Hurricane Sandy hit Haiti in late October, bringing with it a rise in cholera cases. Even though the Ministry of Health's response to cholera remains inadequate, many aid organizations are leaving the country. Doctors Without Borders/Médecins Sans Frontières (MSF) runs five cholera treatment centers to respond to the epidemic and teams have increased the number of beds in order to deal with the influx of patients. At the treatment centers, patients receive oral or intravenous rehydration and the most severe cases receive antibiotics.
In response to torrential rains in the Philippines, Doctors Without Borders/Médecins Sans Frontières (MSF) has distributed 2,600 hygiene kits in the province of Bucalan and are assisting with outreach and clean-up.
Stories include: MSF teams treating wounded people in Misrata, Libya; the need for mental healthcare to survivors of Japan's tsunami; the new treatment target set by the United Nations to reach 15 million people living with HIV by 2015; and amendments to French law that suspend the ability of foreigners to get a temporary right of residence, which could create a public health risk.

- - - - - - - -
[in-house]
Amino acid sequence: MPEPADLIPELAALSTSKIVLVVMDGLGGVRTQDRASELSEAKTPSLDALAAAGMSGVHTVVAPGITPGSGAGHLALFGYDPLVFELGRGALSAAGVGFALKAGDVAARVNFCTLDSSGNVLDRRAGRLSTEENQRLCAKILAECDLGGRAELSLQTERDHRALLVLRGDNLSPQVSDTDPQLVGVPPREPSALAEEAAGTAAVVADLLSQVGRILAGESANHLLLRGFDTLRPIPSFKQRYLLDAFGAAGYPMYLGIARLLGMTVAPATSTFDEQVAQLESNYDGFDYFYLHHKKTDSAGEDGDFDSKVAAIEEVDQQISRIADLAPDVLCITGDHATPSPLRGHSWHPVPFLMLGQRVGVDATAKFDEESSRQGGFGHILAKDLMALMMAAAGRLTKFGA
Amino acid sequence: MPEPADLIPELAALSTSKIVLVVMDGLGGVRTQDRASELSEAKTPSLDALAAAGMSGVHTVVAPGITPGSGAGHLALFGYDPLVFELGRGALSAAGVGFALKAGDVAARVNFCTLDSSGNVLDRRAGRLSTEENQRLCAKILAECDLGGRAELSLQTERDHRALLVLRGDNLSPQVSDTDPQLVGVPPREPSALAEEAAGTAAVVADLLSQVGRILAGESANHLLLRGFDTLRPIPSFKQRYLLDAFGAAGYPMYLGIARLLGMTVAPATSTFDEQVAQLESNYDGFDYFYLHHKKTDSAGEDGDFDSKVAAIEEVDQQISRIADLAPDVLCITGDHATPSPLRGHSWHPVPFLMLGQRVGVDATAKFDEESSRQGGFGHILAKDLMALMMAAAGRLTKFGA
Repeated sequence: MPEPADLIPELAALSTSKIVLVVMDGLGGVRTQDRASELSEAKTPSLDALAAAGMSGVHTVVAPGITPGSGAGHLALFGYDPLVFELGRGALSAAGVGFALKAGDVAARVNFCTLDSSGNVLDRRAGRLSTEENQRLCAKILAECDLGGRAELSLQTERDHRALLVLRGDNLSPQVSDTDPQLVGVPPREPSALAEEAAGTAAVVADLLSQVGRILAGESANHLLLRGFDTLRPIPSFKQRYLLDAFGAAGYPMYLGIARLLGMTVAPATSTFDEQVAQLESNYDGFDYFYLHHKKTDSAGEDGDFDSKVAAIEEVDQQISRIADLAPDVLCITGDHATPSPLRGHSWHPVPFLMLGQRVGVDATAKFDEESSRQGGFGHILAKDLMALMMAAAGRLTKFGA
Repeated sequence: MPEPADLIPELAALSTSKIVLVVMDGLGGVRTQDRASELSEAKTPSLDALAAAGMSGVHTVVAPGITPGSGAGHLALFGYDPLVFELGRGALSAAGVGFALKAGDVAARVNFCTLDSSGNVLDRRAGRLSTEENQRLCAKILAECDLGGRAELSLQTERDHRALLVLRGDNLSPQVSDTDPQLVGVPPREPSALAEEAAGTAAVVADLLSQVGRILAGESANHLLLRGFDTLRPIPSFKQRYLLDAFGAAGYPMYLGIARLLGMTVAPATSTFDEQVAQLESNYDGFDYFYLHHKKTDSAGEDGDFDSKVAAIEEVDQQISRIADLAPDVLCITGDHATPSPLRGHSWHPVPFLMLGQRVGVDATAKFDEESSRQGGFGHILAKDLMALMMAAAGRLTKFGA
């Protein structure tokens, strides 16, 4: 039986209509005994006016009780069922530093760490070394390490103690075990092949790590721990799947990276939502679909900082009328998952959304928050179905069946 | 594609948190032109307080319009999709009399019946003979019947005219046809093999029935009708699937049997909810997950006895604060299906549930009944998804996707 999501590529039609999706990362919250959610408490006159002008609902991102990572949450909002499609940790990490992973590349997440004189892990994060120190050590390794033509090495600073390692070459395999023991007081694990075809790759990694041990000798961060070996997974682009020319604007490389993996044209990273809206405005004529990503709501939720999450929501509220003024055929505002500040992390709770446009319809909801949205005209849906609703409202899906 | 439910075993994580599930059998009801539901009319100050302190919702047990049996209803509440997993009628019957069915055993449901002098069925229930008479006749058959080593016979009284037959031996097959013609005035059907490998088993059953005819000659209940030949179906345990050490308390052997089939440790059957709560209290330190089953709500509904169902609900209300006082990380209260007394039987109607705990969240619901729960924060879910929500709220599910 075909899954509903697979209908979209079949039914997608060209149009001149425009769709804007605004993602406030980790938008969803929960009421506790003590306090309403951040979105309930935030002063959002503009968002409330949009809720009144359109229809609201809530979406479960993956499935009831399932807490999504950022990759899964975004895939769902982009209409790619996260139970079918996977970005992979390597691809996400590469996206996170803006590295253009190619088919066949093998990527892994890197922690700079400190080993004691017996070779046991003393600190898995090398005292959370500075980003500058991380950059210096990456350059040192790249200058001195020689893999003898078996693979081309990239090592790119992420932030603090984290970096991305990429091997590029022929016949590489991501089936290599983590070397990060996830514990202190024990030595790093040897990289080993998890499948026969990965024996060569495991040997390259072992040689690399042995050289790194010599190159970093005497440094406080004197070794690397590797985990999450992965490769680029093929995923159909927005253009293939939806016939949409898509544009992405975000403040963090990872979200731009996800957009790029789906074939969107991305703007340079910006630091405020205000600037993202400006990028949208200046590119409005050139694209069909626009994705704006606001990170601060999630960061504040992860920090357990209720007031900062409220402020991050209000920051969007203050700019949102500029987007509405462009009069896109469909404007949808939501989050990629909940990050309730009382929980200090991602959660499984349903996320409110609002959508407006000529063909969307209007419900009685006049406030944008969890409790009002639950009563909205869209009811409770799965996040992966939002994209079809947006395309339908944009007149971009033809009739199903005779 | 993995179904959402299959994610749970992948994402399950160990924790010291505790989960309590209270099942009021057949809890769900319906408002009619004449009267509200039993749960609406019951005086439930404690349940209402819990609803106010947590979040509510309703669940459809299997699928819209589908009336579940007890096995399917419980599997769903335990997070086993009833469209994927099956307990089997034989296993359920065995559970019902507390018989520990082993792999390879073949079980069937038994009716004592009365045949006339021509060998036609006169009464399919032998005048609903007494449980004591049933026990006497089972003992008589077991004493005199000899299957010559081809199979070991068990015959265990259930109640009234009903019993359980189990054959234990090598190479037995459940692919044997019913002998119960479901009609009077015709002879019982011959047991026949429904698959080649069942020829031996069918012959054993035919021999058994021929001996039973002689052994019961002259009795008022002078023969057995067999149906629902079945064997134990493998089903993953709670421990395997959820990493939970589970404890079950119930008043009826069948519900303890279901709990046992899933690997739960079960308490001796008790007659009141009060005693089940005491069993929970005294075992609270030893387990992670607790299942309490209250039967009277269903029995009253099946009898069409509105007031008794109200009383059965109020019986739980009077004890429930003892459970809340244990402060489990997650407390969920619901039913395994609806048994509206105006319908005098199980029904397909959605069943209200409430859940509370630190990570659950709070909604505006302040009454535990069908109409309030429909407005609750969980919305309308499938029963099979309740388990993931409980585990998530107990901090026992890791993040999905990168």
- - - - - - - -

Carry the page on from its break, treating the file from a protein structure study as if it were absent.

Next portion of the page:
Living conditions for people displaced by floods in Pakistan have intensified malnutrition. Malnourished children are more susceptible to potentially deadly illnesses, such as acute watery diarrhea and pneumonia.
Cholera is endemic in Pakistan, and conditions created by the recent floods greatly compound the possibility of an epidemic outbreak. MSF is taking every precaution to prevent such an outbreak from happening while preparing for a large scale response if it does.
Since severe flooding began in Pakistan in late July, MSF has been providing medical care at its pre-existing programs and through mobile clinics, working to enable access to clean drinking water, and distributing essential non-food items to millions of displaced people in order to prevent outbreaks of water related illnesses.